Don Driver

b. 1930d. 2011

Also known as:

  • Donald Sinclair Driver

Don Driver was born in Hastings but moved with his family to New Plymouth in 1944. Initially employed as a dental technician, from 1969 to 1992 Driver worked at the Govett-Brewster Art Gallery to better support his art practice. A self-taught artist, Driver is recognised for his use of vernacular materials in a diverse range of works including painting, sculpture, collage and assemblage

Early notable works include a mural commemorating the 1933 trans-Tasman flight of Charles Kingsford-Smith, featured at New Plymouth airport (extant from 1966 to 2019), and the sculpture 'Cats' (c.1963) installed at Pukekura Park, New Plymouth. In 2013 this work was replace with a replica.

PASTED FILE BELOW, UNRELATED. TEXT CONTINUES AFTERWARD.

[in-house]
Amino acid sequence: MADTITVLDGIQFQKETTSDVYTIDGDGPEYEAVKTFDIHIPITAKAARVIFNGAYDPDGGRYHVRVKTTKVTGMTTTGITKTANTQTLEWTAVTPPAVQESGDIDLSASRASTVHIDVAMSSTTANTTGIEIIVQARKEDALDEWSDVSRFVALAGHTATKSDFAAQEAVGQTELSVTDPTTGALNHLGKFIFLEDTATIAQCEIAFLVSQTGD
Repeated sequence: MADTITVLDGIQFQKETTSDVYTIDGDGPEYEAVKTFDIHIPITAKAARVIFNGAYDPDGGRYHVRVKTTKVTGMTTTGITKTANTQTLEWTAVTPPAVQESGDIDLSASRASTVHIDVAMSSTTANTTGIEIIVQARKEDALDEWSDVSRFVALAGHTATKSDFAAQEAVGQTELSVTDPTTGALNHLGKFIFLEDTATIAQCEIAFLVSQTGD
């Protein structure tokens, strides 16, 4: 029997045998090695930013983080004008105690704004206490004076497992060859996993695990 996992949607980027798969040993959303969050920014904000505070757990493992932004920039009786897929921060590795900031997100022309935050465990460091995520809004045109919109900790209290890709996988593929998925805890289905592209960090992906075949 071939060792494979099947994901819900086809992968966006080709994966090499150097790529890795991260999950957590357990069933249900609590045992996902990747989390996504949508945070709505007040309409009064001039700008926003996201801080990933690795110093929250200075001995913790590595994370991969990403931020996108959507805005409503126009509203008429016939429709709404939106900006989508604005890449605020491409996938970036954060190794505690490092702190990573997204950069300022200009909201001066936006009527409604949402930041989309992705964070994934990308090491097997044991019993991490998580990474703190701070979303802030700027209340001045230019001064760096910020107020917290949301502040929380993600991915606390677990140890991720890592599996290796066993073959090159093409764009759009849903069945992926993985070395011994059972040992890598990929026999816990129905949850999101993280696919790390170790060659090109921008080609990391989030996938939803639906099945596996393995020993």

Often attracting controversy, in 1982 the work 'Ritual,' consisting of ten 44-gallon drums topped by children's dolls with goat-skull heads holding pitchforks, all mounted on a cart, was declared bad taste and an embrace of the occult. The Govett-Brewster Art Gallery was prevented from purchasing the work by civic council politicians on the basis that it was offensive. The National Art Gallery (now the Museum of New Zealand Te Papa Tongarewa) subsequently bought the work in 1989. At the time the National Art Gallery curator Robert Leonard described 'Ritual' as "one of the most controversial and despised works of New Zealand art history".

In 1999 "Don Driver: With Spirit 1965 - 1998", a retrospective exhibition, toured New Zealand.

See also:

Don Driver, 'Untitled Construction' (1982), University of Auckland, City Campus, Tāmaki Makaurau Auckland

Images: Bronwyn Holloway-Smith, Public Art Heritage Aotearoa New Zealand, 2021